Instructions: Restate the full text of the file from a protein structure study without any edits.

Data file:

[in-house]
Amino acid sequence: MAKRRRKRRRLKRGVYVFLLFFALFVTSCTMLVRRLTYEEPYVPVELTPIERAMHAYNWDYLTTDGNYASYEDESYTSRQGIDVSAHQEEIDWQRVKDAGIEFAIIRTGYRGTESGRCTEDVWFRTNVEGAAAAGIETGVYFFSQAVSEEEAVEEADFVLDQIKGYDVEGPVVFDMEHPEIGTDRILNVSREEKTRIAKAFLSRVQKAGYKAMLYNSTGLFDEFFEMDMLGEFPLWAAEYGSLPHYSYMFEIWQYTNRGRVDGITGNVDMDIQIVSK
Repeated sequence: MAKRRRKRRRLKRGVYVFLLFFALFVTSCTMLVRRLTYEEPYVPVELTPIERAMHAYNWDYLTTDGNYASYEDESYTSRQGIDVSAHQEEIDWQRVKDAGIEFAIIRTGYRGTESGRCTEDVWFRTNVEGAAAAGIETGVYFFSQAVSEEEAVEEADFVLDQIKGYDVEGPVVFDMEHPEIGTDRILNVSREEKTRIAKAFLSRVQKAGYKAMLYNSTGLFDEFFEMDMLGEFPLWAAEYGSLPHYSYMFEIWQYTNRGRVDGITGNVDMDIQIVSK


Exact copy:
[in-house]
Amino acid sequence: MAKRRRKRRRLKRGVYVFLLFFALFVTSCTMLVRRLTYEEPYVPVELTPIERAMHAYNWDYLTTDGNYASYEDESYTSRQGIDVSAHQEEIDWQRVKDAGIEFAIIRTGYRGTESGRCTEDVWFRTNVEGAAAAGIETGVYFFSQAVSEEEAVEEADFVLDQIKGYDVEGPVVFDMEHPEIGTDRILNVSREEKTRIAKAFLSRVQKAGYKAMLYNSTGLFDEFFEMDMLGEFPLWAAEYGSLPHYSYMFEIWQYTNRGRVDGITGNVDMDIQIVSK
Repeated sequence: MAKRRRKRRRLKRGVYVFLLFFALFVTSCTMLVRRLTYEEPYVPVELTPIERAMHAYNWDYLTTDGNYASYEDESYTSRQGIDVSAHQEEIDWQRVKDAGIEFAIIRTGYRGTESGRCTEDVWFRTNVEGAAAAGIETGVYFFSQAVSEEEAVEEADFVLDQIKGYDVEGPVVFDMEHPEIGTDRILNVSREEKTRIAKAFLSRVQKAGYKAMLYNSTGLFDEFFEMDMLGEFPLWAAEYGSLPHYSYMFEIWQYTNRGRVDGITGNVDMDIQIVSK